Hard to believe that it’s thirty six years (yikes!) since I authored an article for the journal of the American Optometric Association titled Telescopic Acuity in Amblyopia. The impetus for that article originated from interactions with the Feinbloom Center of The Eye Institute a few years earlier. Dr. William Feinbloom was convinced that patients with organic amblyopia due to disease had a functional overlay, particularly when the disease entity was quiescent. This resulted not only in compensatory magnification enabling better acuity through his spectacle mounted telescope, but a gradual improvement in visual acuity without the telescope in place providing a therapeutic benefit. With master’s and Ph.D. degrees in biophysics and visual psychology from Columbia University, I took whatever Feinbloom said seriously.
It has long been recognized that a diagnostic sign of functional amblyopia is an improvement in visual acuity beyond the magnification power of the telescope. In other words, a patient with 20/100 acuity would be expected to obtain 20/40 acuity when focusing through a 2.5x telescope. Improvement beyond 20/40 not only indicates functional amblyopia, but is a reasonably good indicator of what to expect as an endpoint acuity after therapy. In analyzing why the use of a telescope should have a functional and therapeutic effect, Feinbloom suggested that magnification accentuated central vision, and placed a premium on the stabilization of eye movements in order to localize and study the visual scene.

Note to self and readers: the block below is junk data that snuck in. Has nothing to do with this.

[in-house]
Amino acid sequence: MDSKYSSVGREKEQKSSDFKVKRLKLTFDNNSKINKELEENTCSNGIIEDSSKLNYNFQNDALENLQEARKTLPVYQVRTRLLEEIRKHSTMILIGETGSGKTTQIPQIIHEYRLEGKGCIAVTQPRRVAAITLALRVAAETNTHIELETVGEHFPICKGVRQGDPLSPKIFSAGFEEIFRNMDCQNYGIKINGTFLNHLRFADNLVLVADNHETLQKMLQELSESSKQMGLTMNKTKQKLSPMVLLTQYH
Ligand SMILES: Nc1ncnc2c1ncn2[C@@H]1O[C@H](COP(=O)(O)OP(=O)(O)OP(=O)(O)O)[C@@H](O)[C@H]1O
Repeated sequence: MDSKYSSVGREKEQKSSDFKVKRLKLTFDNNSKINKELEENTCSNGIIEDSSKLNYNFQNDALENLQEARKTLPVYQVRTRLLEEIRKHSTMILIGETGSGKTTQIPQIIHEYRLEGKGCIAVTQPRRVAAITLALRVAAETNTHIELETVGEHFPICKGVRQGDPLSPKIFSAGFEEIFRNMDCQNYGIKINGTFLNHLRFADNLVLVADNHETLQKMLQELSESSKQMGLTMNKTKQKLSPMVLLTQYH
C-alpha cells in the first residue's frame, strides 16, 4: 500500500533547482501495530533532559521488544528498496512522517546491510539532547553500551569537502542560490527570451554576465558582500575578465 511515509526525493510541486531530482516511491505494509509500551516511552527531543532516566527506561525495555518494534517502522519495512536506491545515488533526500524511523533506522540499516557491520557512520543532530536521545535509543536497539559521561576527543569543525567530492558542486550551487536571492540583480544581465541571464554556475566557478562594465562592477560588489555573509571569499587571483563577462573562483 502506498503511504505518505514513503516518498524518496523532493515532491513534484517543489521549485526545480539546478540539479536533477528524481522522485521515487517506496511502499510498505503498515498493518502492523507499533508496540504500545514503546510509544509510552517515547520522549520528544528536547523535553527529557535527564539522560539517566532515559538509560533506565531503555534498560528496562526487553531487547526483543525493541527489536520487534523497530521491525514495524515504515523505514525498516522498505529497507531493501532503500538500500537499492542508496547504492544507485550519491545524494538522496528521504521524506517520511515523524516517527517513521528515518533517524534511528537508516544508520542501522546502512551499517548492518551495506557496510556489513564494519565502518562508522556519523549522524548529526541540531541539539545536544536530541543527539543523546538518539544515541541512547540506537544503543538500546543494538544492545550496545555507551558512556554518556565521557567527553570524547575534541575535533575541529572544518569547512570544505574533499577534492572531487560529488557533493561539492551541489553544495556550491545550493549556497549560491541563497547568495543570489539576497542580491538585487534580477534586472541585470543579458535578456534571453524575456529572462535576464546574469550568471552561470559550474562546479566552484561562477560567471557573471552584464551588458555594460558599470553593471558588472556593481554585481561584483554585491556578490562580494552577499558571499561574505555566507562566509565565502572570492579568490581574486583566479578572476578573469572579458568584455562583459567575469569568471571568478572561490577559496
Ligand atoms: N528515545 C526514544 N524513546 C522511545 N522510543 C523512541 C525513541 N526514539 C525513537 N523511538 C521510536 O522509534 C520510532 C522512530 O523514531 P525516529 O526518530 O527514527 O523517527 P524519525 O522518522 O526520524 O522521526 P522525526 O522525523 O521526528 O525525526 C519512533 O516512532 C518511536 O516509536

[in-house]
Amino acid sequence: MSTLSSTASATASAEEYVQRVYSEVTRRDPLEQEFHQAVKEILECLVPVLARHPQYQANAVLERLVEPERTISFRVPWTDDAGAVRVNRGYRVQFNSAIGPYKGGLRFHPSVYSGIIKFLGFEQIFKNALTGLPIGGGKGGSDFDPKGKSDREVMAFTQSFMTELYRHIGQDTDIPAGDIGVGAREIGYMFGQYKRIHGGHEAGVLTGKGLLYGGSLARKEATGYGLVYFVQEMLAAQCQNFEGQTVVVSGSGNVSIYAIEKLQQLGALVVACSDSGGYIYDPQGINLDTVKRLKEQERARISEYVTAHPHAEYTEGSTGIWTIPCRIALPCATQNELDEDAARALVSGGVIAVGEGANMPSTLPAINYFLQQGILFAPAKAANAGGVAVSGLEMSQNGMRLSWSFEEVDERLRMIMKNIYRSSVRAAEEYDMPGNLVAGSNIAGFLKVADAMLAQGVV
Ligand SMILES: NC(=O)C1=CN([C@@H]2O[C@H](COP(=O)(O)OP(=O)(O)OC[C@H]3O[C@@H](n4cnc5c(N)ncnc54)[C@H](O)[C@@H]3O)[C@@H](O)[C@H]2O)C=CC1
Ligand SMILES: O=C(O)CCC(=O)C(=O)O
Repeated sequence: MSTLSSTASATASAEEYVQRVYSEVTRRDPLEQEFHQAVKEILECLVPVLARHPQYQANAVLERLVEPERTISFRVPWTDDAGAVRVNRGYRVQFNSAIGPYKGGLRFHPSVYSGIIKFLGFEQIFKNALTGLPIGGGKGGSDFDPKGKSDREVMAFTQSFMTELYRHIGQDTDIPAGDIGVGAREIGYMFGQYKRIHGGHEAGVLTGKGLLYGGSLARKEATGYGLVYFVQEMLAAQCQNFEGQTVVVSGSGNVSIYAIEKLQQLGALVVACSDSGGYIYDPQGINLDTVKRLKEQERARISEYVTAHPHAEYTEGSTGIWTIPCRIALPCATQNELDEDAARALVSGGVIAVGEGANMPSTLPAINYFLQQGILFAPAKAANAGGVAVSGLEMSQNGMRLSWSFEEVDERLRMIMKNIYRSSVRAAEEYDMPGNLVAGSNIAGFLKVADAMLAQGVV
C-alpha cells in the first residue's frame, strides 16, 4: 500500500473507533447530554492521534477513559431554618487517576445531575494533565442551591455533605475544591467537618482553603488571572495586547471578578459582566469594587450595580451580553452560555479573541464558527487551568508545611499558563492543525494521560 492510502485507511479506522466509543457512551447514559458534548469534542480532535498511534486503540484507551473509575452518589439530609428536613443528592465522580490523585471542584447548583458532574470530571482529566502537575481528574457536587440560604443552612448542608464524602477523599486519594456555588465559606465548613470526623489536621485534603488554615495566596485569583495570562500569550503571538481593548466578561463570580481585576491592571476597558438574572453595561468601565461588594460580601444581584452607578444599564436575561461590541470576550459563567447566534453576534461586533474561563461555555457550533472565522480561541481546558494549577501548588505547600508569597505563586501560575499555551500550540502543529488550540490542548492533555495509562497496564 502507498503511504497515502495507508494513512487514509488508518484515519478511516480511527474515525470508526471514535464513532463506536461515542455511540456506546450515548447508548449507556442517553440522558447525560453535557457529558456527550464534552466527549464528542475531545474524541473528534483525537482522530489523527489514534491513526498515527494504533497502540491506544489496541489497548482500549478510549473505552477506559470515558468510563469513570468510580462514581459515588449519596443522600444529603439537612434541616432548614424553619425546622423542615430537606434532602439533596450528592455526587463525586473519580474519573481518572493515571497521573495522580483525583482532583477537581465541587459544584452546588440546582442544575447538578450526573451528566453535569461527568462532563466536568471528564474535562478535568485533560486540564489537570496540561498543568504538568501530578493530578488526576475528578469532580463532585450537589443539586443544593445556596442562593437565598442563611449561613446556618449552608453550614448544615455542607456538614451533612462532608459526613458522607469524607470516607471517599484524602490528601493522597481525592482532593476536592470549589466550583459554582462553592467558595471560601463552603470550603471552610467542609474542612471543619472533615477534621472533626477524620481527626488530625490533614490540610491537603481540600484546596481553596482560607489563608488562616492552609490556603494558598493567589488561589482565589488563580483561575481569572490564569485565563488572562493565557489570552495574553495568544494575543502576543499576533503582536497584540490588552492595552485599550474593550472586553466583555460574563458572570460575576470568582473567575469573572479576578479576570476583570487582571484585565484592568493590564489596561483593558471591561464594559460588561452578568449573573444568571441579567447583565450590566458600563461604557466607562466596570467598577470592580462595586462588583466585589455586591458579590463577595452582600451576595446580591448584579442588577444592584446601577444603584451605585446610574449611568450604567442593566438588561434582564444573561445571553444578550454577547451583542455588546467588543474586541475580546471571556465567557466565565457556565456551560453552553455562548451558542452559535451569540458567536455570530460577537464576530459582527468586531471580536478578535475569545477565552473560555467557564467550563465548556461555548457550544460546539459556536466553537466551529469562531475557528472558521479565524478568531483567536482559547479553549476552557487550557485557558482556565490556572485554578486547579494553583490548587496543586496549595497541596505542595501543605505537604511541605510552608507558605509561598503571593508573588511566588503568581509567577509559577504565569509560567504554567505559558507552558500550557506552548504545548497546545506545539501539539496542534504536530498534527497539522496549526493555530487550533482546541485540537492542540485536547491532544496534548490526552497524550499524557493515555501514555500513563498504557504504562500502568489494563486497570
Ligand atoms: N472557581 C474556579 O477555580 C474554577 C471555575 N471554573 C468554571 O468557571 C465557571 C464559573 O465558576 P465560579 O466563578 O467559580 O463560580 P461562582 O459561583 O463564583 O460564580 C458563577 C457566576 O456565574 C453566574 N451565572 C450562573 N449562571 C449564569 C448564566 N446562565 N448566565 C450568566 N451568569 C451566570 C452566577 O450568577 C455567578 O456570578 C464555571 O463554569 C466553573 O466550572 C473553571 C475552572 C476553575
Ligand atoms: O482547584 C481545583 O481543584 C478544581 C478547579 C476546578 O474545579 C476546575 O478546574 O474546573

Bernell still distributes the Selsi hand-held monocular telescope that would be ideal for therapy activities. Beyond the original 2.5x model, powers are also available in 4x, 6x, 8x, 10x, and 15x. The higher the degree of magnification, the greater the need for steady fixation or the negative consequences of unsteady fixation when localizing points of regard.
Although I gravitated away from using the hand-held monocular telescope for therapy, it may be an opportune time to resurrect its use in amblyopia for two compelling reasons:
1) Research has shown that patients with amblyopia have deficits in perception of images in real world scenes. Active exploration with the telescope is not only fun, but is well suited for real world scenes or natural viewing.
2) Rather than occluding one eye, focusing with the telescope through the amblyopic eye while the fellow eye is open is a form of MFBF that is more compatible with the newer trends in treatment that “ditch the patch” while both eyes are open.